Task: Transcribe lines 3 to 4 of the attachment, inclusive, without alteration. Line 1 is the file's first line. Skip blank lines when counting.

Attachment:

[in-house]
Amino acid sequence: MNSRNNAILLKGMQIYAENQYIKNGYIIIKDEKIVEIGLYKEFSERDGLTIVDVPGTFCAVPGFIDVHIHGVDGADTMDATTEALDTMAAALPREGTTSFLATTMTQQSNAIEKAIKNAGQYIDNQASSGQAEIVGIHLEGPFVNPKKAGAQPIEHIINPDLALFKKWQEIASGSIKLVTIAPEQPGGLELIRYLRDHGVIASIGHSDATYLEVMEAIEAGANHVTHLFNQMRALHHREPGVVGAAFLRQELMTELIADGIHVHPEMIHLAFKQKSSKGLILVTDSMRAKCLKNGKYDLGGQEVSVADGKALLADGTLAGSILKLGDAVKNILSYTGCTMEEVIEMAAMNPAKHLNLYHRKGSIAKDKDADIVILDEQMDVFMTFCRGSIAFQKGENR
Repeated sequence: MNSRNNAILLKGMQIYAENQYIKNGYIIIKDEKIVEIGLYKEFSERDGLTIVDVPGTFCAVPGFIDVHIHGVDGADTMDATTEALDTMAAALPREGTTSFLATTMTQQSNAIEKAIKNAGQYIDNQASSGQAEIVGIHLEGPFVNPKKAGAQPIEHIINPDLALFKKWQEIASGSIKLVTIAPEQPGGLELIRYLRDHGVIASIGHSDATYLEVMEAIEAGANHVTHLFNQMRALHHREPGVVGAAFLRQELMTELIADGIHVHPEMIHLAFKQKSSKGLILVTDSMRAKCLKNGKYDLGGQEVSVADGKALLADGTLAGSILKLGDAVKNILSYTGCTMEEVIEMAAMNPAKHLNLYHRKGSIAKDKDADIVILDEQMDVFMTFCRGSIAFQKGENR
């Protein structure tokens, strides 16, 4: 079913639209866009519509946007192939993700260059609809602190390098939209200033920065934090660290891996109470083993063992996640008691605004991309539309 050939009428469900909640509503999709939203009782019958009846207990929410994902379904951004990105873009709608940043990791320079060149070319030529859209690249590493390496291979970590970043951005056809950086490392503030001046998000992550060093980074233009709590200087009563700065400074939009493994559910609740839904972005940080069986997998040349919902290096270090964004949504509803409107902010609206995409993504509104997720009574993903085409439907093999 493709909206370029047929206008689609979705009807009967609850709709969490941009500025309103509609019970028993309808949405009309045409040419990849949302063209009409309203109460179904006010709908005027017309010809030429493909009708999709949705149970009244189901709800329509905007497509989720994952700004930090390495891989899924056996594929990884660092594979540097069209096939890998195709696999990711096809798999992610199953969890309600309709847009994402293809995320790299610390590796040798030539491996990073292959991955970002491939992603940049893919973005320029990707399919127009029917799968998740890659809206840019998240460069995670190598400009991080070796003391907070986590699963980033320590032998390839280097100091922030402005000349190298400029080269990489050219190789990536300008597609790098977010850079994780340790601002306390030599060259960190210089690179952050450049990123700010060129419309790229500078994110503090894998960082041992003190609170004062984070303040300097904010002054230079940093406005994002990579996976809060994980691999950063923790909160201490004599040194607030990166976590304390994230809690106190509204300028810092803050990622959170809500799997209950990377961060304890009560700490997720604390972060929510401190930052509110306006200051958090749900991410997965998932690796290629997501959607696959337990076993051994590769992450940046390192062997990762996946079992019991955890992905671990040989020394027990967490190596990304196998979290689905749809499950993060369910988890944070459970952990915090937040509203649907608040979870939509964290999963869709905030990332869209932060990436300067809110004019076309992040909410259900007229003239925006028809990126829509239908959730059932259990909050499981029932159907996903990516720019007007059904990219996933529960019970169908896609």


Repeated sequence: MNSRNNAILLKGMQIYAENQYIKNGYIIIKDEKIVEIGLYKEFSERDGLTIVDVPGTFCAVPGFIDVHIHGVDGADTMDATTEALDTMAAALPREGTTSFLATTMTQQSNAIEKAIKNAGQYIDNQASSGQAEIVGIHLEGPFVNPKKAGAQPIEHIINPDLALFKKWQEIASGSIKLVTIAPEQPGGLELIRYLRDHGVIASIGHSDATYLEVMEAIEAGANHVTHLFNQMRALHHREPGVVGAAFLRQELMTELIADGIHVHPEMIHLAFKQKSSKGLILVTDSMRAKCLKNGKYDLGGQEVSVADGKALLADGTLAGSILKLGDAVKNILSYTGCTMEEVIEMAAMNPAKHLNLYHRKGSIAKDKDADIVILDEQMDVFMTFCRGSIAFQKGENR
């Protein structure tokens, strides 16, 4: 079913639209866009519509946007192939993700260059609809602190390098939209200033920065934090660290891996109470083993063992996640008691605004991309539309 050939009428469900909640509503999709939203009782019958009846207990929410994902379904951004990105873009709608940043990791320079060149070319030529859209690249590493390496291979970590970043951005056809950086490392503030001046998000992550060093980074233009709590200087009563700065400074939009493994559910609740839904972005940080069986997998040349919902290096270090964004949504509803409107902010609206995409993504509104997720009574993903085409439907093999 493709909206370029047929206008689609979705009807009967609850709709969490941009500025309103509609019970028993309808949405009309045409040419990849949302063209009409309203109460179904006010709908005027017309010809030429493909009708999709949705149970009244189901709800329509905007497509989720994952700004930090390495891989899924056996594929990884660092594979540097069209096939890998195709696999990711096809798999992610199953969890309600309709847009994402293809995320790299610390590796040798030539491996990073292959991955970002491939992603940049893919973005320029990707399919127009029917799968998740890659809206840019998240460069995670190598400009991080070796003391907070986590699963980033320590032998390839280097100091922030402005000349190298400029080269990489050219190789990536300008597609790098977010850079994780340790601002306390030599060259960190210089690179952050450049990123700010060129419309790229500078994110503090894998960082041992003190609170004062984070303040300097904010002054230079940093406005994002990579996976809060994980691999950063923790909160201490004599040194607030990166976590304390994230809690106190509204300028810092803050990622959170809500799997209950990377961060304890009560700490997720604390972060929510401190930052509110306006200051958090749900991410997965998932690796290629997501959607696959337990076993051994590769992450940046390192062997990762996946079992019991955890992905671990040989020394027990967490190596990304196998979290689905749809499950993060369910988890944070459970952990915090937040509203649907608040979870939509964290999963869709905030990332869209932060990436300067809110004019076309992040909410259900007229003239925006028809990126829509239908959730059932259990909050499981029932159907996903990516720019007007059904990219996933529960019970169908896609």